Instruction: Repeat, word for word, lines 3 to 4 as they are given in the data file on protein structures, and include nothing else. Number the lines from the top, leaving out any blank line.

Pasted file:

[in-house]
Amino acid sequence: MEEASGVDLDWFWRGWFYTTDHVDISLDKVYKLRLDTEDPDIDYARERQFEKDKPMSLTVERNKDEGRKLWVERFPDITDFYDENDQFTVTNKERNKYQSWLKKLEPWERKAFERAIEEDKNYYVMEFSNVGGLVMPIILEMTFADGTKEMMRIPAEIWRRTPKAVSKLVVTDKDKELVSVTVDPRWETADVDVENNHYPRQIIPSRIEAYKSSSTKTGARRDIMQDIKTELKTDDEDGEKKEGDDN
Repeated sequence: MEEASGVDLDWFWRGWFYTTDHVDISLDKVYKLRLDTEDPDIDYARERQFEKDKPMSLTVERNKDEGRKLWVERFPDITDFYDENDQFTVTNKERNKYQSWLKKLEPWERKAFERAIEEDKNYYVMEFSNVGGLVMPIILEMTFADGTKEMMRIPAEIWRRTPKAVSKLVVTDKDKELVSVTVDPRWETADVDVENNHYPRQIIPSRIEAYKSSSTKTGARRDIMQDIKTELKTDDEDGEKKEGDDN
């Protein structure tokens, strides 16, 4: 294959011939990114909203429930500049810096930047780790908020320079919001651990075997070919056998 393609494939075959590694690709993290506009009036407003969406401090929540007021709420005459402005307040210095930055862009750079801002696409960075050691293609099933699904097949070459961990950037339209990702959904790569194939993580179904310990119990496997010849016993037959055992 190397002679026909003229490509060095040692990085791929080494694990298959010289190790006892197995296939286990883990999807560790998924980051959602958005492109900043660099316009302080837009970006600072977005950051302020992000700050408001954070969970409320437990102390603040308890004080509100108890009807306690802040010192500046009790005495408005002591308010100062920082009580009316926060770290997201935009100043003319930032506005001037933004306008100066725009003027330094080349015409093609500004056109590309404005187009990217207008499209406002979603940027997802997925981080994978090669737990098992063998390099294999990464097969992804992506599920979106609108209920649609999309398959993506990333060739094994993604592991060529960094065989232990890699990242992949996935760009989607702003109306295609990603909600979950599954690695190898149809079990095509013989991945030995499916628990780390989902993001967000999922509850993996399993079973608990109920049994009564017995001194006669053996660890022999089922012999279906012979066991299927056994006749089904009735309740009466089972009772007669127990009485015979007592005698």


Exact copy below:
Repeated sequence: MEEASGVDLDWFWRGWFYTTDHVDISLDKVYKLRLDTEDPDIDYARERQFEKDKPMSLTVERNKDEGRKLWVERFPDITDFYDENDQFTVTNKERNKYQSWLKKLEPWERKAFERAIEEDKNYYVMEFSNVGGLVMPIILEMTFADGTKEMMRIPAEIWRRTPKAVSKLVVTDKDKELVSVTVDPRWETADVDVENNHYPRQIIPSRIEAYKSSSTKTGARRDIMQDIKTELKTDDEDGEKKEGDDN
């Protein structure tokens, strides 16, 4: 294959011939990114909203429930500049810096930047780790908020320079919001651990075997070919056998 393609494939075959590694690709993290506009009036407003969406401090929540007021709420005459402005307040210095930055862009750079801002696409960075050691293609099933699904097949070459961990950037339209990702959904790569194939993580179904310990119990496997010849016993037959055992 190397002679026909003229490509060095040692990085791929080494694990298959010289190790006892197995296939286990883990999807560790998924980051959602958005492109900043660099316009302080837009970006600072977005950051302020992000700050408001954070969970409320437990102390603040308890004080509100108890009807306690802040010192500046009790005495408005002591308010100062920082009580009316926060770290997201935009100043003319930032506005001037933004306008100066725009003027330094080349015409093609500004056109590309404005187009990217207008499209406002979603940027997802997925981080994978090669737990098992063998390099294999990464097969992804992506599920979106609108209920649609999309398959993506990333060739094994993604592991060529960094065989232990890699990242992949996935760009989607702003109306295609990603909600979950599954690695190898149809079990095509013989991945030995499916628990780390989902993001967000999922509850993996399993079973608990109920049994009564017995001194006669053996660890022999089922012999279906012979066991299927056994006749089904009735309740009466089972009772007669127990009485015979007592005698």